views from the gods

saints and sinners of the stage and screen

Open House
Brunswick House
4th October 2012


In the middle of the huge, imposing and charmless St. George Wharf sits an absolute treasure, a totally out-of-place property that is quintessentially British. Brunswick House, or Belmont House as it was originally known, has a past as interesting as the building itself. Nice Work If You Can Get It has exploited its rich history to present a site-specific piece of theatre that perfectly encapsulates the unusual, interesting and charming building.

This is where it gets difficult for me. I really don't want to give away too much, lest they be back at the Lassco building for another run. But it begins with cheeky cockney rogue Alfred Bud welcoming you to the building, and the announcement that, by the end of the tour, one of us would hold the deeds to the house. This mixing of reality (Bud was a real figure who fled to Spain after forging his colleagues' signatures and selling the property to developers) and theatre was only the tip of the iceberg as to the brilliant madness of what was to come.

Taking in the time it was home to the Temperance Society, the railway men's club, a police surveillance point and wild parties, the non-linear vignettes never felt confusing and were always perfectly complementary. Guided by a cast of bizarre, whimsical figures, it provided laughs, drama, interaction and the warm, giddy feeling of being in on a secret. Its current use as an antiques centre added to the mystery and wonder, the ramshackle and eclectic objects giving a perfect background to the old ghosts.

Of course, the great cast helped immeasurably, with John Holt Roberts a keen improviser as Bud, in the thankless task of being the first to shepherd the unknowing and slightly baffled audience around the house. His warm presence lulled you into a sense of safety and normality, making what followed even more bizarre. Kristoffer Hubbal's physical comedy was also marvellous and rising star Chloe Ward was a welcome addition in playing that uniquely English type of battiness. But it does a disservice to the cast to single anyone out, though, as they were all magical.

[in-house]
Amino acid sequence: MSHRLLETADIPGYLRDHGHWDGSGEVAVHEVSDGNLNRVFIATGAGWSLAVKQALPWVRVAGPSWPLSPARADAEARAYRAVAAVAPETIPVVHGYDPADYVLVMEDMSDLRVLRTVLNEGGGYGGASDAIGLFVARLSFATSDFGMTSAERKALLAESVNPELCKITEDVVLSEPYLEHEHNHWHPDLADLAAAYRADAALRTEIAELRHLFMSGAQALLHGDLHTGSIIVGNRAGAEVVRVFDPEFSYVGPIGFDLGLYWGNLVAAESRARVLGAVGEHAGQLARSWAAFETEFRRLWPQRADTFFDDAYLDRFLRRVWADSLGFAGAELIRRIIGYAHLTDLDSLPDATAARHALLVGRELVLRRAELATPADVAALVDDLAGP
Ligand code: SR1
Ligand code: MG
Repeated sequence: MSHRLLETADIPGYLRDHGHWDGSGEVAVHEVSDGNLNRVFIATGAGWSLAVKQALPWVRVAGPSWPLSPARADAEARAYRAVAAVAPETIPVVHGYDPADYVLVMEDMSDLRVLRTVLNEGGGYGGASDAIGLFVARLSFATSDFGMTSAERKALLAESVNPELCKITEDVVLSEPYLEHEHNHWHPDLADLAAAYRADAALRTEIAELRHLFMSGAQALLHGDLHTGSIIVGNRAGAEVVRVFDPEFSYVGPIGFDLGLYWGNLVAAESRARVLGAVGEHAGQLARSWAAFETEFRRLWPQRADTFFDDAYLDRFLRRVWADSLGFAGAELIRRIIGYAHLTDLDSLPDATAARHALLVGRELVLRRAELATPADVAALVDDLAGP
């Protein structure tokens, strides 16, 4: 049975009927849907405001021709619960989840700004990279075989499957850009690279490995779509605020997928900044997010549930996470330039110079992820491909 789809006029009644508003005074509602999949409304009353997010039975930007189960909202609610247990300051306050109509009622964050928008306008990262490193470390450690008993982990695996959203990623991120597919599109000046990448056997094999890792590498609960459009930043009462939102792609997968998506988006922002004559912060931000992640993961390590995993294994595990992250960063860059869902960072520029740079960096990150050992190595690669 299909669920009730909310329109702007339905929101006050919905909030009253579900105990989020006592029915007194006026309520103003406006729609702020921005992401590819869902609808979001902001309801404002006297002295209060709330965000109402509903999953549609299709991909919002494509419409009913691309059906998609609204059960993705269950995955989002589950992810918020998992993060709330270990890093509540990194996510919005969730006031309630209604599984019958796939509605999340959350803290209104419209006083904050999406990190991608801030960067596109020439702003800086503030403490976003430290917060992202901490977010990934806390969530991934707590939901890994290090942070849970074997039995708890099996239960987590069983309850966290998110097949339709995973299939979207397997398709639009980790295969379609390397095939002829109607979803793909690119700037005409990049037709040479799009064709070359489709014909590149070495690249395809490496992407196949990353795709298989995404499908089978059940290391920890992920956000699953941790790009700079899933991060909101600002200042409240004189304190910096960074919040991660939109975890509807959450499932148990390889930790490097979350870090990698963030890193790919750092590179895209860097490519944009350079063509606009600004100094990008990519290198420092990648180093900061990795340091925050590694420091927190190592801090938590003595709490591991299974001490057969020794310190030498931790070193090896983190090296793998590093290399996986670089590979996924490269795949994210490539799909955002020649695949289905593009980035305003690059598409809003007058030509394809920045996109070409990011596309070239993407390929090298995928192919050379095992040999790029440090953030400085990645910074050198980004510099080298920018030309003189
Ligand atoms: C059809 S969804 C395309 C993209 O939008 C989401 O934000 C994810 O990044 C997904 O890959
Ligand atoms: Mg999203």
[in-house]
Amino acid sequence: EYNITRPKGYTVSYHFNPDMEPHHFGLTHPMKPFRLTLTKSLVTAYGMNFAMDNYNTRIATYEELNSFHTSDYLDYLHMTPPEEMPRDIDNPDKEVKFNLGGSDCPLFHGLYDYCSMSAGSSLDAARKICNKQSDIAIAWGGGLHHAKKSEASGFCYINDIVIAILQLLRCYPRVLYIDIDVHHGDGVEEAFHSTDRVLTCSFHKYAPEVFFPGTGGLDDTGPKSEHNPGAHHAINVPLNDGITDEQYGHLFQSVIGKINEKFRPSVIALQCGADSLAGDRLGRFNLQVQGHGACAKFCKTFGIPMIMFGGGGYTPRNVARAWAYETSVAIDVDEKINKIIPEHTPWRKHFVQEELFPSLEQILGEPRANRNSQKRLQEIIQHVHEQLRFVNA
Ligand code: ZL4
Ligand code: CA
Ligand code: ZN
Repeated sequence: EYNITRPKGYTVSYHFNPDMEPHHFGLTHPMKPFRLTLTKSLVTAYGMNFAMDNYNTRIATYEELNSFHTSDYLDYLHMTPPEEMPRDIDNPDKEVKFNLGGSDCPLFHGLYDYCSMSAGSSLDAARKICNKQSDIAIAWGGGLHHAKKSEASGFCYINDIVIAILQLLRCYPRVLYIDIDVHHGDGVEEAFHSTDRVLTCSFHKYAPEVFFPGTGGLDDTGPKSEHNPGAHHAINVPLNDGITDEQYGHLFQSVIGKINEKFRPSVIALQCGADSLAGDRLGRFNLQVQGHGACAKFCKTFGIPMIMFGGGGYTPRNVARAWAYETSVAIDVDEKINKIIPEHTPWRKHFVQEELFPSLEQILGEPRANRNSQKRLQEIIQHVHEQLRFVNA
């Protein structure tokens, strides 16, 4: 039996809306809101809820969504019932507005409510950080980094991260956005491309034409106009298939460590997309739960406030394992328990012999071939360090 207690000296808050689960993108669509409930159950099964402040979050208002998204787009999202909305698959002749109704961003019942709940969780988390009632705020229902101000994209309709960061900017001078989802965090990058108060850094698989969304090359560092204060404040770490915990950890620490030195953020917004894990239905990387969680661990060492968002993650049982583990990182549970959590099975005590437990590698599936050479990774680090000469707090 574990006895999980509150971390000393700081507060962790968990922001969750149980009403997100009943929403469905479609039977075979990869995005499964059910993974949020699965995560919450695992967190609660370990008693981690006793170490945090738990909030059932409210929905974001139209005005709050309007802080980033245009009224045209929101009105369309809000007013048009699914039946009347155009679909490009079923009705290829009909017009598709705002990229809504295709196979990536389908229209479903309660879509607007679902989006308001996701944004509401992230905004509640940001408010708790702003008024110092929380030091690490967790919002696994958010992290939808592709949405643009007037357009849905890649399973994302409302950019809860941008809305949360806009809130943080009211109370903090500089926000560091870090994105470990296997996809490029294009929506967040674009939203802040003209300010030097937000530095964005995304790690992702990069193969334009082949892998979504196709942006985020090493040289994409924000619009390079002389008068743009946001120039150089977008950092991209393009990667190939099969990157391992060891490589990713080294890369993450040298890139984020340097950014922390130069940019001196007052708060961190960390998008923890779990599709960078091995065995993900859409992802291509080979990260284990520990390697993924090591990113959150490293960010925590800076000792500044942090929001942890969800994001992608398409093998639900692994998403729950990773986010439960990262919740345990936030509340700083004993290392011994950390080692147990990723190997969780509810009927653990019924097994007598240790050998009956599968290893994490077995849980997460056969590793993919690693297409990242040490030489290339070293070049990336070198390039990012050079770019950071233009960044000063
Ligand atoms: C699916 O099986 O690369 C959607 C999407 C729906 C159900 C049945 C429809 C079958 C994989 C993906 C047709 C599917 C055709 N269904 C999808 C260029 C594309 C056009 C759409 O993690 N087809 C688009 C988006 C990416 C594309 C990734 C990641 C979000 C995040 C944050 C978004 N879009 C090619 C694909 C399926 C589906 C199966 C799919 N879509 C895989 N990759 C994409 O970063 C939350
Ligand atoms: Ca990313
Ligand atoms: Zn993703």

Directors Madelaine Ryan and Hannah Howard have put an incredible amount of effort and thought into the production, and it shows. There were two occasions where we weren't as clearly led as we possibly could have been (following a scene between The Duke of Brunswick and following the final scene) but given that I was in the first group, it's hardly worth worrying about. What the piece did, in spades, was to make us truly appreciate the pockets of odd, anachronistic wonder hidden in plain view and hunger to read more deeply into the history of the site.

Given the small-scale audiences and the 'there today, gone tomorrow' nature of the production, I felt as if I had wandered into something really special. I feel a great sense of privilege being part of Nice Work's tour, and hope their next piece isn't too far away as it will no doubt be another gem.

Open House ran from 4th to 5th October 2012 at Brunswick House.

Nearest tube station: Vauxhall (Victoria)

Follow us on Twitter

Leicester Square







performing arts